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In 1988 the original Alaska Commission on the Status of Women celebrated a decade of advocacy and education on behalf of women. Lisa Rudd, as a legislator in the Alaska State House, sponsored the legislation that created it. Throughout her personal, professional and political life Rudd dedicated her efforts to improve laws, conditions and opportunities for Alaska women, children and people of all races. She was the prime force behind the state’s mini-cabinet on women’s issues, and elevated to priority status the issues of daycare, child support enforcement and the employment of Alaska Native women in state government. At this celebration the first Alaska Women’s Hall of Fame was dedicated to Rudd and her legacy of accomplishments providing a visible role model for tomorrow’s leaders.
“It is not a cosmic coincidence that the Author’s Room at the Z.J. Loussac Library will be dedicated to the memory of Lisa Rudd the same weekend as the Alaska Women’s Run, but it is a nice grace note.
“Thousands of women laughing, sharing, striving, competing with the best while supporting each other – the run is the perfect metaphor for Lisa Rudd’s life,” said Susan Nightingale in her June 10, 1988, Anchorage Daily News article.
Other major legislation Rudd sponsored included the creation of a State of Alaska infant learning program, which provided early intervention for infants and toddlers with special needs, ensuring their healthy development. She also sponsored legislation requiring Alaska mariners, familiar with Alaska waters, to pilot oil tankers in and out of Valdez and a separate bill making organ donor registration available on drivers’ licenses. She was active in the women’s-rights movement, and helped to get women’s shelters established in a number ofAlaska communities, incuding Anchorage.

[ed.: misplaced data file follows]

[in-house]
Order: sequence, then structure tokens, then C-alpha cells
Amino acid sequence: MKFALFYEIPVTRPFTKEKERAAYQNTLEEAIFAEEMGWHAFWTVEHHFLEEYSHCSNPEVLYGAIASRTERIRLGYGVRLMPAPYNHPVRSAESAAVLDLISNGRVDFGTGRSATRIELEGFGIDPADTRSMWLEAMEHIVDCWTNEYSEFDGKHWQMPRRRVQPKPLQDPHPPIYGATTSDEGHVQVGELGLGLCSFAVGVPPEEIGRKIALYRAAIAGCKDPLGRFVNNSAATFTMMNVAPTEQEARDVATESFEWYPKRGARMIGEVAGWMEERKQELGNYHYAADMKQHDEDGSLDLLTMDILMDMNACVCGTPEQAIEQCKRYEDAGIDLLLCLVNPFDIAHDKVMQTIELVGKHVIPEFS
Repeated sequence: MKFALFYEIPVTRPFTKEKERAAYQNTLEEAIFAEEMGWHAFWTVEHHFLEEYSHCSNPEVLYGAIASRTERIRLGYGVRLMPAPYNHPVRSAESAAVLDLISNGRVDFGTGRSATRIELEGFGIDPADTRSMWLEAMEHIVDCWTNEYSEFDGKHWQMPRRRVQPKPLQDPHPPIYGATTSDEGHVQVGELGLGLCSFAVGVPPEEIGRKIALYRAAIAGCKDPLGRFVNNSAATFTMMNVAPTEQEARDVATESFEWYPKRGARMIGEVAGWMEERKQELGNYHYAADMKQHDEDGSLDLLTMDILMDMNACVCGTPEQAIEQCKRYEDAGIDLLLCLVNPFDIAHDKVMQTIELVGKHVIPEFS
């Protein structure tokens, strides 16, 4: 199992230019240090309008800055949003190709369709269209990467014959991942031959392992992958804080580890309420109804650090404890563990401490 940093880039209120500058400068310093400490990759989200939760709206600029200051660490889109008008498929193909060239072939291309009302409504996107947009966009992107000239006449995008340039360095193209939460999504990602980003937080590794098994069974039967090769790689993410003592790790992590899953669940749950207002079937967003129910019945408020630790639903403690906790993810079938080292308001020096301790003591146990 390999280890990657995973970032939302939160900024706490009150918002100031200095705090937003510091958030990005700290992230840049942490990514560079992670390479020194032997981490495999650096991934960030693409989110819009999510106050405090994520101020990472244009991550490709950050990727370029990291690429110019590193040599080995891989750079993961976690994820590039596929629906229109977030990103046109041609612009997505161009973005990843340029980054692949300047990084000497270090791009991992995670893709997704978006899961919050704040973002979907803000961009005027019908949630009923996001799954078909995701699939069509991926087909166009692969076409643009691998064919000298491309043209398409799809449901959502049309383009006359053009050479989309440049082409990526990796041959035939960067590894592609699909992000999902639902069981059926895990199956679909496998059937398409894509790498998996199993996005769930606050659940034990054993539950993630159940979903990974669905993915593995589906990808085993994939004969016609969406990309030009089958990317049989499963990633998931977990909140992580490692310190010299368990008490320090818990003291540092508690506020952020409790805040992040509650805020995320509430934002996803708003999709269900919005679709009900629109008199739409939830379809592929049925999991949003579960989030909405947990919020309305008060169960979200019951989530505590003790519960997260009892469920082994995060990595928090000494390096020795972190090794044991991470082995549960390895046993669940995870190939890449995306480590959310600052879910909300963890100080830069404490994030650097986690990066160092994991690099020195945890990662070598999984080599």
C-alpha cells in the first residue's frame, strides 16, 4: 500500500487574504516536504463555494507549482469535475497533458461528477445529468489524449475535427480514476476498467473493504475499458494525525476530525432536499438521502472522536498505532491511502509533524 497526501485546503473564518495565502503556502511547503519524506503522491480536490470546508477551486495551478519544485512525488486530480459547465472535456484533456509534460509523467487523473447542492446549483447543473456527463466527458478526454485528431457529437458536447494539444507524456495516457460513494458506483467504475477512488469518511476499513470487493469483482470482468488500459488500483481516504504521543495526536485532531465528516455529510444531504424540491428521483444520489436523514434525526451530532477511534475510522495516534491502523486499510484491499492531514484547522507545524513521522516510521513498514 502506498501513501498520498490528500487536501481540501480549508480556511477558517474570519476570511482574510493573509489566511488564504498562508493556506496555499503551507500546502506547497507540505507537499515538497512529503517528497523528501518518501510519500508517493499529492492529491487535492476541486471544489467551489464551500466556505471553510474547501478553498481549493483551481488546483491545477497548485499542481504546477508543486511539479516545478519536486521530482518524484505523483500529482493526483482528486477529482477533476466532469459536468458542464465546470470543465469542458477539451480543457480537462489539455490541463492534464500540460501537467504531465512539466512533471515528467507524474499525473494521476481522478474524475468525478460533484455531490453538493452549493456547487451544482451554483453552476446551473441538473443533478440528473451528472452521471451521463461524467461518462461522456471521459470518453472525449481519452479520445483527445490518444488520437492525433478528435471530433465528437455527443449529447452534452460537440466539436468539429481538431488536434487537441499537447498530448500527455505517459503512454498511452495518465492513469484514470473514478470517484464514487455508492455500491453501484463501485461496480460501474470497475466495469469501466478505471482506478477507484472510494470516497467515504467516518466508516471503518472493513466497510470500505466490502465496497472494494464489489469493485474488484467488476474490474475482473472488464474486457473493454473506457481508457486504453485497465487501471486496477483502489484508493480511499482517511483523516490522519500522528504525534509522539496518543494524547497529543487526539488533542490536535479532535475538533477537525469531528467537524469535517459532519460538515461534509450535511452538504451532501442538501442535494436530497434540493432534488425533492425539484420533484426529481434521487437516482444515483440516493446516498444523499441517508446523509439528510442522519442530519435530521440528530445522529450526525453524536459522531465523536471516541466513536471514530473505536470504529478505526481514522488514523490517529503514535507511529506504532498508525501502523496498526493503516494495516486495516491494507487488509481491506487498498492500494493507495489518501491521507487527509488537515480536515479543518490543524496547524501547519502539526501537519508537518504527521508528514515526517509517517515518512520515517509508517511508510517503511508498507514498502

It is a testament to her character, integrity and abilities that three Alaska governors of both parties, Egan, Hammond and Sheffield, appointed her to state posts during their administration. From 1983 to 1985, Rudd served as commissioner of Administration. In January 1976, Rudd was appointed to fill the vacancy created by the death of Alaska State House Representative Willard Bowman. She was then elected to that seat where she chaired the Community and Regional Affairs Committee. In 1980 she ran unsuccessfully for State Senate. Rudd served on the Anchorage Charter Commission, the State Commission for Human Rights, and was a member of the Governor’s Equal Employment Committee (1974-1975). In 1974 she was coordinator of education programs for the Alaska Native Foundation. She was director of Equal Employment Opportunity for the Anchorage School District (1972-1973).
Rudd also served on a number of community boards of directors including the Alaska Housing Finance Corporation, Alaska Children’s Services, the Anchorage Employee Relations Board and the Alaska Zoo. She was a founding member of the Women Executives in State Government.
Many awards, honors and recognitions were given to Rudd throughout her career, among them: the Soroptimist Club of Anchorage’s first annual “Women Helping Women Award”, Community Service Award from the Imperial Court of Alaska (Alaska’s oldest gay community organization) and the Alaska Women’s Commission’s first Alaska Women’s Hall of Fame was dedicated to her.
Rudd received her B.A. in American History and Government from Bennington College and her M.A. in Pubic Administration from the University of Alaska Anchorage.
In addition to her public life, Rudd and her husband, Joseph, raised two daughters, Alison and Sandra. To quote them, “She passed on to us her love of choral singing, berry picking, sailing, playing tennis, fishing and exploring Alaska. Our mom was an excellent cook and loved to entertain guests for dinner. She enjoyed time at our family cabin and traveling the world. Prior to mom’s death, she was able to know and love her granddaughter Erin.”
Induction ceremony acceptance speech https://youtu.be/zycnigf5fDc